Previous explorations of a link between statins, a cholesterol lowering medication, and cognitive decline have produced inconsistent results. New research reveals that the relationship between statin use and cognitive decline appears even more complex than had been thought.

In a three year epidemiological study, researchers from the Indiana University School of Medicine and the Regenstrief Institute, Inc. have found an association of statin use with less cognitive decline in elderly African Americans and report that, surprisingly, the association is even stronger for those who had discontinued use than for continuous users. Their findings are published in the Nov. 6 issue of Neurology.

In 2001 and again in 2004, the IU School of Medicine researchers evaluated 1146 African Americans aged 70 and older living in Indianapolis testing them in various cognitive areas including language, attention and calculation, memory and orientation. The researchers also compared use of statins and whether, if used, they were taken consistently. While cognitive decline in statin users was less than those who did not take statins, those who continued to take statins from 2001 to 2004 had greater cognitive decline than those who were taking statins in 2001 but were no longer taking them in 2004. Study participants who discontinued statin use did not differ from those who continued to use statins in any other health, demographic, clinical or biochemical characteristics.

If statin use were directly associated with a reduction in cognitive decline, continuously taking statins would presumably produce the greatest effect. The study authors say that in light of their findings that the association between statins and decreased cognitive decline is more complex than previously realized, carefully designed randomized clinical trials of statins are needed to provide definitive answers to their potential role in dementia prevention.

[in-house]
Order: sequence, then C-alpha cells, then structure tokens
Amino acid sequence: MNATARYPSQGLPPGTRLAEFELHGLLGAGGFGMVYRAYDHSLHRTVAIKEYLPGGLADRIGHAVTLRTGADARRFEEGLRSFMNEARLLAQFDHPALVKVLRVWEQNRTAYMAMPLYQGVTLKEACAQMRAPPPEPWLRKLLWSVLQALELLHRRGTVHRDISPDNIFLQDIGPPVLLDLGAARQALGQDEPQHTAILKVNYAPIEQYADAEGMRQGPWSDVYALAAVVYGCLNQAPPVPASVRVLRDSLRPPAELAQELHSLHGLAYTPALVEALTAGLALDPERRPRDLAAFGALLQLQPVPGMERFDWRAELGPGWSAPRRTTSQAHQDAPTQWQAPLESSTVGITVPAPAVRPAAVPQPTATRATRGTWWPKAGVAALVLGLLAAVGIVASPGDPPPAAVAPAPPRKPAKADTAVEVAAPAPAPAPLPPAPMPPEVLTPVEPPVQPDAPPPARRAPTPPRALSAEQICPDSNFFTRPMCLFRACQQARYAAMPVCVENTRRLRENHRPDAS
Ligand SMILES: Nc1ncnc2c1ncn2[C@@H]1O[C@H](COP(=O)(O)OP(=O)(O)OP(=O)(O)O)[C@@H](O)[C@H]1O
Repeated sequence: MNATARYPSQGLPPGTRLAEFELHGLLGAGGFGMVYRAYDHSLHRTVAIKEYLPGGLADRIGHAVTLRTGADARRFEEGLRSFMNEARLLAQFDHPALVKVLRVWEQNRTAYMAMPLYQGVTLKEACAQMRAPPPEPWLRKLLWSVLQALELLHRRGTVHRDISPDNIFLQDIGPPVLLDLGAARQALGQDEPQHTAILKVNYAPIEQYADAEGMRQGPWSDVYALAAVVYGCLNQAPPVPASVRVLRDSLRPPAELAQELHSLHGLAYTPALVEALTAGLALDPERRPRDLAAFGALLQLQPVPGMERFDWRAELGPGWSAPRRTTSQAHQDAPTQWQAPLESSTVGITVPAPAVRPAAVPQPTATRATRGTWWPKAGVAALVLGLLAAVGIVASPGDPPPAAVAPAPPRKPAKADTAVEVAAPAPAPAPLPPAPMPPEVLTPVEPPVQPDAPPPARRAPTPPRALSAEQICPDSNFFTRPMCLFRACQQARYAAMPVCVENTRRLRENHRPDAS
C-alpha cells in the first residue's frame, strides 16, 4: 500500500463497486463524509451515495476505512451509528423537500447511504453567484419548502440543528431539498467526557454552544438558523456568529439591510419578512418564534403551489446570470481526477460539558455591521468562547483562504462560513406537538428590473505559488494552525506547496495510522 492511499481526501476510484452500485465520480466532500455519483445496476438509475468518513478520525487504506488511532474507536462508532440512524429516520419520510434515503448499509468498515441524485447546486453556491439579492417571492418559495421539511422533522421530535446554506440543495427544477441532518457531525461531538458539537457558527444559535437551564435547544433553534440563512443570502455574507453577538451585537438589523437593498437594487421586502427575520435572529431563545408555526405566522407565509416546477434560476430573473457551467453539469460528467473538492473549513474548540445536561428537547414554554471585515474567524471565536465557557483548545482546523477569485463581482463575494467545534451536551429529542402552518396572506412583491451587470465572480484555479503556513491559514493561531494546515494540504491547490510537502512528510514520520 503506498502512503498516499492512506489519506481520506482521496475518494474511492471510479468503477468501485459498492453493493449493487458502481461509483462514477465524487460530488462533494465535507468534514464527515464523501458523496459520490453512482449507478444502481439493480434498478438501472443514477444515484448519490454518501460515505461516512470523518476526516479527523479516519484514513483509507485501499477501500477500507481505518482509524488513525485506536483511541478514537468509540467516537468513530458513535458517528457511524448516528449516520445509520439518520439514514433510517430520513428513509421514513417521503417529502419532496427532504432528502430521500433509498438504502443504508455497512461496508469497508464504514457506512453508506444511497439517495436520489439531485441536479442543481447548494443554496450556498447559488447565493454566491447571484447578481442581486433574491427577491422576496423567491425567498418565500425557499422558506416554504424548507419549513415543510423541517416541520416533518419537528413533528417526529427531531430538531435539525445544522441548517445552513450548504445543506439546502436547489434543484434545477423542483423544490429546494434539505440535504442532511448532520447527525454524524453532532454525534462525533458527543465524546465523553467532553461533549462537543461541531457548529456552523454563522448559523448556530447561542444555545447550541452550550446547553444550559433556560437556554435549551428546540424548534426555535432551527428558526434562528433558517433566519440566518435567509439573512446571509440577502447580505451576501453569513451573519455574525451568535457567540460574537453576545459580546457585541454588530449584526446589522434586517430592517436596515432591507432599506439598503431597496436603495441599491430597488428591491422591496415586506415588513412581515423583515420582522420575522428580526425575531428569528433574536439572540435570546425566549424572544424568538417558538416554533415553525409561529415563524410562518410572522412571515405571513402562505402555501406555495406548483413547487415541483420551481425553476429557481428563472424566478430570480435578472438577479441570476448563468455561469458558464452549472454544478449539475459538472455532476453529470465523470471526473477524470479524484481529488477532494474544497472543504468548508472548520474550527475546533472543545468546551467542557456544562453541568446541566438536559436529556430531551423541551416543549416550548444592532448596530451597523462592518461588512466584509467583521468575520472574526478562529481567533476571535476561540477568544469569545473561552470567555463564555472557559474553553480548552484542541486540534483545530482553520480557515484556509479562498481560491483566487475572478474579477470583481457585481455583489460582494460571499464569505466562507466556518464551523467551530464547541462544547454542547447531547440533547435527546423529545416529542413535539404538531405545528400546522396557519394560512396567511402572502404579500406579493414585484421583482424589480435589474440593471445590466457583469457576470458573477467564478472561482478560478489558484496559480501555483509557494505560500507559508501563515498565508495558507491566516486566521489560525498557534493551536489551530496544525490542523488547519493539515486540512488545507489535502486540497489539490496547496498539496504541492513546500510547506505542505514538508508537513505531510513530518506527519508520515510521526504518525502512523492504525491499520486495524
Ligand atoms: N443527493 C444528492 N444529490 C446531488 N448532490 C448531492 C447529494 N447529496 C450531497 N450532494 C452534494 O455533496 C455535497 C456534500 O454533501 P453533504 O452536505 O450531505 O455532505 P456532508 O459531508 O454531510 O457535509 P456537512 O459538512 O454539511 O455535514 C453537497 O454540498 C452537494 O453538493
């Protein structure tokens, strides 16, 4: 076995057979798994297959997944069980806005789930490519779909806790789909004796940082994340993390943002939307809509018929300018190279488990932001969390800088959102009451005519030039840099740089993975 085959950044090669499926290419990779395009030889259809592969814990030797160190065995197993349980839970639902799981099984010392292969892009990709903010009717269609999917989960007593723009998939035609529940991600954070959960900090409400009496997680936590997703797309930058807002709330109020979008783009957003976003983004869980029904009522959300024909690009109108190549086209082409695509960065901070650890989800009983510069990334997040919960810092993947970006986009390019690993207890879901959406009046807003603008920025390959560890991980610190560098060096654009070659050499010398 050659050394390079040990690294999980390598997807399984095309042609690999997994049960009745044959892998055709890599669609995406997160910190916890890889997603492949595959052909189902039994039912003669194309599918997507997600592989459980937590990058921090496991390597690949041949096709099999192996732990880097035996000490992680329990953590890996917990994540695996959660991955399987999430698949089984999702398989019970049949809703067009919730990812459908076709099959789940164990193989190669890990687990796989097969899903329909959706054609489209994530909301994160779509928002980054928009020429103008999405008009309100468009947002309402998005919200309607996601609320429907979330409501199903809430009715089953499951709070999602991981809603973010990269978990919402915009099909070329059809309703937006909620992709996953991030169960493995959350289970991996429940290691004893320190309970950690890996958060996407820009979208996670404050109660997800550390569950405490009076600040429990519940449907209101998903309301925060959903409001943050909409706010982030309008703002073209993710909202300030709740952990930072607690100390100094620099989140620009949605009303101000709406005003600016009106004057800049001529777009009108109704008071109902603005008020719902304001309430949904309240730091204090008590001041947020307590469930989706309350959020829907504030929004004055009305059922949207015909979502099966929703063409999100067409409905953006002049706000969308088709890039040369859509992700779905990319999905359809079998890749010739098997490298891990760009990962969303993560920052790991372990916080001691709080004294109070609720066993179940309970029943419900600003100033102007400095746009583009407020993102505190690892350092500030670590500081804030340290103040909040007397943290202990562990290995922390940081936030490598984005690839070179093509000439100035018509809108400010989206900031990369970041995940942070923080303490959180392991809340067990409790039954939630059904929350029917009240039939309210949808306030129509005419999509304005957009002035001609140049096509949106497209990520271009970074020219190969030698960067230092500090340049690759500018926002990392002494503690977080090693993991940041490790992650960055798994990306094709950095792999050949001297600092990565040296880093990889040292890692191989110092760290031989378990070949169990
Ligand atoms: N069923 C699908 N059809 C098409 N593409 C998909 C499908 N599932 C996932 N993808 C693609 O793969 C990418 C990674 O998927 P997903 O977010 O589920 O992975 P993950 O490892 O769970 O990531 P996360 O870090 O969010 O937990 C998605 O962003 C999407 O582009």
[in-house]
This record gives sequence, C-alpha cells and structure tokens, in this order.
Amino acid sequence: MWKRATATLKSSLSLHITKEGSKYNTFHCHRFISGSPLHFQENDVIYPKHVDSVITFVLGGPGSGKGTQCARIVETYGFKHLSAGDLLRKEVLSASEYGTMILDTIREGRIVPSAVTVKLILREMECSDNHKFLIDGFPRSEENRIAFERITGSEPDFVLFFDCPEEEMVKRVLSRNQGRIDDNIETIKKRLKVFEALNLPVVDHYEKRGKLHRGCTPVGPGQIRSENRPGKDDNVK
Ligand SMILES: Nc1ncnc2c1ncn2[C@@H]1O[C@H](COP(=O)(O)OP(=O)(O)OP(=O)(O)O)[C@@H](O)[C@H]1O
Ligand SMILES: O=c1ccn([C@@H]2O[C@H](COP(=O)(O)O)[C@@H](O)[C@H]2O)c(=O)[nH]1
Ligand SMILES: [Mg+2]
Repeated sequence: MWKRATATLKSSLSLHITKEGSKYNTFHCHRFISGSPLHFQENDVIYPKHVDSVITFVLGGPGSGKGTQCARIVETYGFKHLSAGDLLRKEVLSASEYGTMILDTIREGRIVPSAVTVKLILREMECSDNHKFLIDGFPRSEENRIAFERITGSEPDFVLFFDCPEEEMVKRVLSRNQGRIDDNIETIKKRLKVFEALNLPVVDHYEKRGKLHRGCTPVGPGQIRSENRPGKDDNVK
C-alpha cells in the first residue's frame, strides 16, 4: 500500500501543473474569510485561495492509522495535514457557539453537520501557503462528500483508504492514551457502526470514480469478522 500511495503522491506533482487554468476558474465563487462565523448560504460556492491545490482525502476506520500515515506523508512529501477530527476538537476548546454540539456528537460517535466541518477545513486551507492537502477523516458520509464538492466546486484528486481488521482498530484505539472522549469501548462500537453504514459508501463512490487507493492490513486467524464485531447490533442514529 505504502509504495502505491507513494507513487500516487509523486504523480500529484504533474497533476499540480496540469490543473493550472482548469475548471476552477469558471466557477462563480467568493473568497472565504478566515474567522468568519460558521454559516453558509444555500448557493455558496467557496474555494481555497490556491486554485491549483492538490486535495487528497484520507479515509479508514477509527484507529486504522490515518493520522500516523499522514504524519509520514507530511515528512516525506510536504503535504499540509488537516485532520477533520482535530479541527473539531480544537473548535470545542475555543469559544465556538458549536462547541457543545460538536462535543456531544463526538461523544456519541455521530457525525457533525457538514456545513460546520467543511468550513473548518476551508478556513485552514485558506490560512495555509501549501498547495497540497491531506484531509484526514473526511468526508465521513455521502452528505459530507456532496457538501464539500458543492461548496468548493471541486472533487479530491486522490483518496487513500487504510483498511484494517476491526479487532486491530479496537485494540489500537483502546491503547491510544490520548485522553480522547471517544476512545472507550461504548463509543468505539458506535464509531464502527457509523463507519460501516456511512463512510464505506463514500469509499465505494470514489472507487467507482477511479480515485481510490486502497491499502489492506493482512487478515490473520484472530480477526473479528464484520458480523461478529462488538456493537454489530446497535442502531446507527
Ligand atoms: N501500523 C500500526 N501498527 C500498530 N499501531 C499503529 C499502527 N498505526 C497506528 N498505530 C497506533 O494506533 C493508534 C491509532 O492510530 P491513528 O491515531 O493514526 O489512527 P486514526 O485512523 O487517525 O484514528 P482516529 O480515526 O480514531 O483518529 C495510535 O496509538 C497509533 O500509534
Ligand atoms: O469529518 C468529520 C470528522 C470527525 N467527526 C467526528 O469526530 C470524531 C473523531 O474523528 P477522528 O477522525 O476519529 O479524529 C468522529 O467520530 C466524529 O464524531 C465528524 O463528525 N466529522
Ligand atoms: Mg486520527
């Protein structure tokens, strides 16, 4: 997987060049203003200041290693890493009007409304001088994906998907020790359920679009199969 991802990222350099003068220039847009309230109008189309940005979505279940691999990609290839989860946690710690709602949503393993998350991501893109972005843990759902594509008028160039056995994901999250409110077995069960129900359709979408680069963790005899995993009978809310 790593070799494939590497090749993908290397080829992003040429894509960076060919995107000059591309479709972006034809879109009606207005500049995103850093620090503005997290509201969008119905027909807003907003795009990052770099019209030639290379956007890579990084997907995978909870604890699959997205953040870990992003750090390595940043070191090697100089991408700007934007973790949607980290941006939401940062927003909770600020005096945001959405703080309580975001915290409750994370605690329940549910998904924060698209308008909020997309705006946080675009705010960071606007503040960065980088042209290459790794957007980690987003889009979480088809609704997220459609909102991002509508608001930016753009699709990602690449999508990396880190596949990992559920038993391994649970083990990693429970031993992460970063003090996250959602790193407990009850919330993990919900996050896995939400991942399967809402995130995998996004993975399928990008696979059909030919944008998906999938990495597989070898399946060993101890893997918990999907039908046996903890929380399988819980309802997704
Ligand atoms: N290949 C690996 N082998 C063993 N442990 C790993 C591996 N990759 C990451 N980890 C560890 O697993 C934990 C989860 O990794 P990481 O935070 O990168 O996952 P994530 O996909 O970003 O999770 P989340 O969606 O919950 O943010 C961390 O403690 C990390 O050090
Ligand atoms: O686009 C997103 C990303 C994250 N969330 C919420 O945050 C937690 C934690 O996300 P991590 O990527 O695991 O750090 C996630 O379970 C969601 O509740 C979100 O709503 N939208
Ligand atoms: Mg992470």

"Statin use plays an important role in the prevention of cardiovascular disease. And there may be a link between cardiovascular risk factors and risk factors for cognitive decline and Alzheimer disease. This is just one area that needs to be explored," said Kathleen S. Hall, Ph.D, senior author of the study. A psychiatric epidemiologist, she is an associate professor of psychiatry at the IU School of Medicine and an affiliated scientist of the Regenstrief Institute.

Dr. Hall is the principal investigator of the Indianapolis -- Ibadan comparative epidemiological project, a study designed to identify potentially modifiable risk factors for Alzheimer disease by comparing the disease in two populations from a developed and developing country--African Americans living in Indianapolis and Yoruba living in Ibadan, Nigeria.

"We know that taking statin medication can protect against cardiovascular events such as heart attacks by lowering blood cholesterol. The question at hand is what effects do these medications have on brain function. Our study along with others shows promising results but larger controlled studies are needed," said Stanley Szwast, M.D., a fourth year psychiatry resident at the Indiana University School of Medicine and first author of the study.


In addition to Dr. Hall and Dr. Szwast, other authors of the Neurology study are Hugh Hendrie, MB, ChB; DSc of the IU School of Medicine and the Regenstrief Institute, Kathleen Lane, M.S.; Sujuan Gao, Ph.D.; Stanley Taylor, M.A.; Frederick Unverazgt, Ph.D.; Jill Murrell, Ph.D.; Mark Deeg, M.D., Ph.D; and Martin Farlow, M.D. of the IU School of Medicine and Adesola Ogunniyi, M.D. of the University of Ibadan, Nigeria.

The study was funded by the National Institute on Aging.

Source: Cindy Fox Aisen
Indiana University

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